which also includes a statement that, "in no event will Purolator be liable for special or consequential damages including but not limited to loss of profits or income. In case of the loss or damage of a shipment with a number of pieces, the value of the shipment will be prorated over the number of pieces." The bill also provides that "due to the nature of the business, Purolator cannot guarantee delivery by a stipulated date or by a stipulated time, nor shall Purolator be liable for the consequences of delay, misdelivery or the failure to deliver." Finally, the bill of lading provides that "FOR ALL CURRENT RULES, REGULATIONS AND RATES, SEE PUROLATOR'S SERVICE GUIDE OR, IF APPLICABLE, ITS TARIFF AVAILABLE FROM ALL PUROLATOR OFFICES." The defendant's service guide in effect in January 1984 sets forth similar limitations of liability and clearly advises shippers that the defendant will not be liable for failure to deliver by a stipulated time or date, and that the defendant "in no event shall be liable for any consequential, incidental or special damages which may arise from loss, damage, nondelivery or delay of any shipment." The guide also provides that "if the shipment involves a bid or other similar extremely time-sensitive material, the loss or delay of which might result in consequential, incidental or special damages, Purolator will accept such shipments, but subject to the limitations contained herein." The guide contains additional limitations as to liability addressed to the failure to deliver or late delivery and acts of God such as inclement weather.
The plaintiff concedes that prior to January 13, 1984, it was never assured by anyone that the defendant Purolator would guarantee overnight delivery of the package or any package tendered to them. Nathanson Dep. at 162. Nathanson contends that such an assurance was made through defendant's advertisement which reads "Overnight Not Overpriced".
Plaintiff offers no evidence that the defendant engaged in fraud or misrepresentation since the bill of lading clearly sets forth the terms of the contract. Although the plaintiff contends that those terms are not clearly set forth in the bill, that argument is without merit. Directly under the signature of the shipper is a notation directing the shipper to the terms of a contract set forth on the reverse side of the bill. Moreover, the records reflect that the plaintiff had a copy of the defendant's January 1984 service guide. Nathanson Dep. at 143. The record further reflects that the plaintiff had made 49 shipments with the defendant prior to the shipment which is the subject of this action and therefore should have been familiar with the terms and conditions of shipment and the bill of lading which is a part of this action.
It is noted that in the affidavit of Mr. Nathanson filed in support of plaintiff's opposition to the first motion for summary judgment, he states that "I was assured by defendant's employees on January 11, 1984, that the bid package would be delivered on time on January 12, 1984." Nathanson Affidavit para. 7. That affidavit was signed on August 6, 1985. However, on October 1, 1985, Mr. Nathanson testified at his deposition, as indicated above, that he was never assured by anyone at Purolator, prior to January 13, 1984, that Purolator would guarantee overnight delivery of the package or any package delivered to them. Indeed, he further testified that he never personally contacted anyone at Purolator in an effort to obtain assurances of overnight delivery of the packages tendered to Purolator by the plaintiff. Finally in this regard, the Court notes that the contract entered into by the parties is complete in and of itself and the contract is unambiguous. The statement that the contract was somehow modified by oral representations of unknown persons employed by the defendant would not be admissible since it would violate the parol evidence rule. See District-Realty Title Insurance Corp. v. Ensmann, 247 U.S. App. D.C. 228, 767 F.2d 1018, 1022-1023 (D.C. Cir. 1985).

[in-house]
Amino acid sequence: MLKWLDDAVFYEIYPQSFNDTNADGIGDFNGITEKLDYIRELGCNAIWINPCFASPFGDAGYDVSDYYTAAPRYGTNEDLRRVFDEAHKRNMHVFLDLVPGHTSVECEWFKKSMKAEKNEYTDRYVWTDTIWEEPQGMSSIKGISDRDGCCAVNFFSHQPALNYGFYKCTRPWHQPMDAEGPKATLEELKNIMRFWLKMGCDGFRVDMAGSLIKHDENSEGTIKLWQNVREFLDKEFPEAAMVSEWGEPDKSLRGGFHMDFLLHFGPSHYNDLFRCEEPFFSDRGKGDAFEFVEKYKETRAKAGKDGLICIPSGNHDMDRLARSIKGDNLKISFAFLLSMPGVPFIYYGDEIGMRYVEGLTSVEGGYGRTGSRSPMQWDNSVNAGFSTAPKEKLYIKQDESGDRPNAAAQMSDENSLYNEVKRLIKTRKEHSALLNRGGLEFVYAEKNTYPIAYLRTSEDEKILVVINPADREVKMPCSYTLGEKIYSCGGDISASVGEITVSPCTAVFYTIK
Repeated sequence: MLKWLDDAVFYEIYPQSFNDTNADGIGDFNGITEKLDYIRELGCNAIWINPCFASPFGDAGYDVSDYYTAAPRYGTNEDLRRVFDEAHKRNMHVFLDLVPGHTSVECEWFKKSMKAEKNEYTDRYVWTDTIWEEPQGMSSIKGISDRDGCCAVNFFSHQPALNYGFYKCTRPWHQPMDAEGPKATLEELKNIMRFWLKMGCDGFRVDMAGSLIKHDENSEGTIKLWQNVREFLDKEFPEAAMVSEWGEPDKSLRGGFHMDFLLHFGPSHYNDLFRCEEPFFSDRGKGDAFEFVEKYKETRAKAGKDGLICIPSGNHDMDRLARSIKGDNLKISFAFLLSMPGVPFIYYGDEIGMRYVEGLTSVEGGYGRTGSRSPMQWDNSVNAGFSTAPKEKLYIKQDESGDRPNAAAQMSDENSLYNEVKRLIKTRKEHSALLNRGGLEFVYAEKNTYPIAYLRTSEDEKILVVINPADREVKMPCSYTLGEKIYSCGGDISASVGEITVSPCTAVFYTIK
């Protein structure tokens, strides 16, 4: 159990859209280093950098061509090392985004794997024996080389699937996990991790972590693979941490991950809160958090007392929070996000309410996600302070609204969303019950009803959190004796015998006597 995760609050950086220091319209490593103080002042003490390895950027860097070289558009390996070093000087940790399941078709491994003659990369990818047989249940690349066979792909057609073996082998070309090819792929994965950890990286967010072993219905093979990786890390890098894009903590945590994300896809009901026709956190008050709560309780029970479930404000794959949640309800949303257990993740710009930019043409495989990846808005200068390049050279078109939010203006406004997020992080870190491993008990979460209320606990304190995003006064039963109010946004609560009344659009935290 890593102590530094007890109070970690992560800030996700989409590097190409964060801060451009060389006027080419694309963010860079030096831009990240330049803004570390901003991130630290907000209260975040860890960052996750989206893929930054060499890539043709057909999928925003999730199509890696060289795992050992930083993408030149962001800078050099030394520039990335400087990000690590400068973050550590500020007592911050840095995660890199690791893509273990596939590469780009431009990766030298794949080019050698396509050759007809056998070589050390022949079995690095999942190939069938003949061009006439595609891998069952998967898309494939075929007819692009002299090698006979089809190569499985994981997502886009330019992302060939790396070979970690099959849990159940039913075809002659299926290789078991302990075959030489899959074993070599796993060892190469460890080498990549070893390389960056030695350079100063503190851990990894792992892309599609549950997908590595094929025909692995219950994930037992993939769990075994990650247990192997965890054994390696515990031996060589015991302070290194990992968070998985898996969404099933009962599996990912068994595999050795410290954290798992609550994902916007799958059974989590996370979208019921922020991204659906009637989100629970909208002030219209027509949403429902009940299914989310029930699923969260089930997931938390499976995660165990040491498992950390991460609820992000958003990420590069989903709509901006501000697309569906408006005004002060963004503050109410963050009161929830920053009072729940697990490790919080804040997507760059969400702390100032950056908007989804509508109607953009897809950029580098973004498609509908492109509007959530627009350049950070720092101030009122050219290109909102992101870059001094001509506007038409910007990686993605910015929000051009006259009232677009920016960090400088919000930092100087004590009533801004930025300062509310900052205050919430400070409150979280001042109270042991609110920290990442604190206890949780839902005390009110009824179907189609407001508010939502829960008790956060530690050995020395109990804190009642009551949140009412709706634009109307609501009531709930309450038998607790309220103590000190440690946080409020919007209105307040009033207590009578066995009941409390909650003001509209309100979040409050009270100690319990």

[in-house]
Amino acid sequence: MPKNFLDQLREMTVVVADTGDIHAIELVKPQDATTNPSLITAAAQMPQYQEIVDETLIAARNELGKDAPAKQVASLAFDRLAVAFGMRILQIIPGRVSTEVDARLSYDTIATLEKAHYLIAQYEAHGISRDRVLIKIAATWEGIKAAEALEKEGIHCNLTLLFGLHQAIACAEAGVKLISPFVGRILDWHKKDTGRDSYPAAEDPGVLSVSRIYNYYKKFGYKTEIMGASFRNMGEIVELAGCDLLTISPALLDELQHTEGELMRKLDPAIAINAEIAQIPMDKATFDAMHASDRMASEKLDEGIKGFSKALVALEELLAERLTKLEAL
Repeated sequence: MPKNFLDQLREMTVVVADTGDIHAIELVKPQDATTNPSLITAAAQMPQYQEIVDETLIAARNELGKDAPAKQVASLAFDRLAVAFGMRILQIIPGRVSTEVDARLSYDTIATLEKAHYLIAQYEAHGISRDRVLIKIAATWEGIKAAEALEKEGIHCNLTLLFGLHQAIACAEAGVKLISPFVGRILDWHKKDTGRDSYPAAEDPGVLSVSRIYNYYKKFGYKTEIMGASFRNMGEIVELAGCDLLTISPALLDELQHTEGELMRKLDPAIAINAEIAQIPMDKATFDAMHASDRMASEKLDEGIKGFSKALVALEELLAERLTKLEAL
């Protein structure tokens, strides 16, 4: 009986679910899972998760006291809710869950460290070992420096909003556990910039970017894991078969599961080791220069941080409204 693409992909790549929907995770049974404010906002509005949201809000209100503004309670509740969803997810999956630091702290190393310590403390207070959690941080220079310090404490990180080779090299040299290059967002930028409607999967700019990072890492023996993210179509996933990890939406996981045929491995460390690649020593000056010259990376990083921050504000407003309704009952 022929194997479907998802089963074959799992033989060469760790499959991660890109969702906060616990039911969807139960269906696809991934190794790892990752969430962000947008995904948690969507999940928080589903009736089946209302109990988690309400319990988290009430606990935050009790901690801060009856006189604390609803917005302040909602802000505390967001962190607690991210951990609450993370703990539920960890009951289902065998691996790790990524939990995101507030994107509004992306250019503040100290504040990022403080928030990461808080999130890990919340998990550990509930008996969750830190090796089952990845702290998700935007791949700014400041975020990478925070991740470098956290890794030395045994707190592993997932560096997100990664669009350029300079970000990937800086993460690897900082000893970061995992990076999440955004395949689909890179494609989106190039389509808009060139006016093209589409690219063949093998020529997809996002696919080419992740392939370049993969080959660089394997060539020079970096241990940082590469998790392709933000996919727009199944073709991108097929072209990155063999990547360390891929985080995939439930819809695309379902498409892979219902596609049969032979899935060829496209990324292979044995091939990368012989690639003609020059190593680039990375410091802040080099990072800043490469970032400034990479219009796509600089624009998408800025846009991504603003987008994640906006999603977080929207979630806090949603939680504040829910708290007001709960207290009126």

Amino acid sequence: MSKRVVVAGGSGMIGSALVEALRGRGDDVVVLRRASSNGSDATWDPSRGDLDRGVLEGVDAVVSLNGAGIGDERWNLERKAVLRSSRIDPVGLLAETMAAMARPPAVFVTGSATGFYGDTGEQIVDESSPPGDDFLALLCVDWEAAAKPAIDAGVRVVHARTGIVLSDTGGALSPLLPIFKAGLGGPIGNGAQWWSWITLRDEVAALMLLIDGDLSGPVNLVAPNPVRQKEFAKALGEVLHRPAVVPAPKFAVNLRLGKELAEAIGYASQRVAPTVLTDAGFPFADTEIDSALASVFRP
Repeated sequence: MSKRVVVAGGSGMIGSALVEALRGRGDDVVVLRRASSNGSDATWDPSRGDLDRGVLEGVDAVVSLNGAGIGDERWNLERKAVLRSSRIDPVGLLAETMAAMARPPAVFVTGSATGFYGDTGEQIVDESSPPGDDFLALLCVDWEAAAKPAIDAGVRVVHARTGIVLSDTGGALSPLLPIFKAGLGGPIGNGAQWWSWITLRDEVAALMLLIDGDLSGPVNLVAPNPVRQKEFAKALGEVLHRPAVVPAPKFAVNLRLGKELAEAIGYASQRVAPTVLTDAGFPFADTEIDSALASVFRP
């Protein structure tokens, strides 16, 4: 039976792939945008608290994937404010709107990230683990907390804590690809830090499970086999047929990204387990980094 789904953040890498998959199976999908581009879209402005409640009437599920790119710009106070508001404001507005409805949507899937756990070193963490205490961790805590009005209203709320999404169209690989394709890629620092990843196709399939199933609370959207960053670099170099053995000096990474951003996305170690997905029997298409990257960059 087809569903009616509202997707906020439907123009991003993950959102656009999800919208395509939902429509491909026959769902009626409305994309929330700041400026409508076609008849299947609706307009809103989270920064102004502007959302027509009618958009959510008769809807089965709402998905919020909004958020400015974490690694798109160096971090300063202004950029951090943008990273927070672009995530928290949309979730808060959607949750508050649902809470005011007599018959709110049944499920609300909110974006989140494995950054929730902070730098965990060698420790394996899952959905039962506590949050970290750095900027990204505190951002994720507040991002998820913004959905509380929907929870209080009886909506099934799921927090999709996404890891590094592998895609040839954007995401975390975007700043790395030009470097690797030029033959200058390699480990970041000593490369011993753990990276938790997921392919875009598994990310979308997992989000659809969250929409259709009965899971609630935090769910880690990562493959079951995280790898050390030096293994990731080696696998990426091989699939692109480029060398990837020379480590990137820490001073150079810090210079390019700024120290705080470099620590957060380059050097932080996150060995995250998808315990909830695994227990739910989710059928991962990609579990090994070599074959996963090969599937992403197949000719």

The Court concludes that there are no genuine issues of material fact and that the defendant is now entitled to judgment as a matter of law. In sum, the terms of the contract are set forth in the written agreement between the parties and those terms cannot be modified by the alleged oral representations made by a representative of the defendant. Indeed, the record reflects that at no time did plaintiff receive a representation which guaranteed delivery of the package on or before the bid date.
The plaintiff made a business judgment. As Mr. Nathanson himself recognized, he could have delivered the bid directly himself but made a judgment to send the bid through Purolator. He must now live by that decision. In addition, as the defendant has demonstrated, the limitation of liabilities set forth by Purolator does not differ substantially from the limitation of liability utilized by other carriers in the same business. See reply to brief in opposition to summary judgment, Exhibit 1 (copies of bills of lading for Federal Express, DHL Worldwide Courier Express, and Airborne Freight Corp.)
Summary judgment will be entered for the defendant and this action will be dismissed. An appropriate Order has been issued.
This comes before the Court on the defendant's motion for summary judgment. After giving careful consideration to the motion, the opposition thereto, the arguments of counsel and the record in this case, the Court concludes, for the reasons set forth in the accompanying memorandum, that the motion should be granted. Accordingly, this action will be dismissed.
It is hereby
ORDERED that the defendant's motion for summary judgment is granted, and it is further
ORDERED that this case is dismissed with prejudice.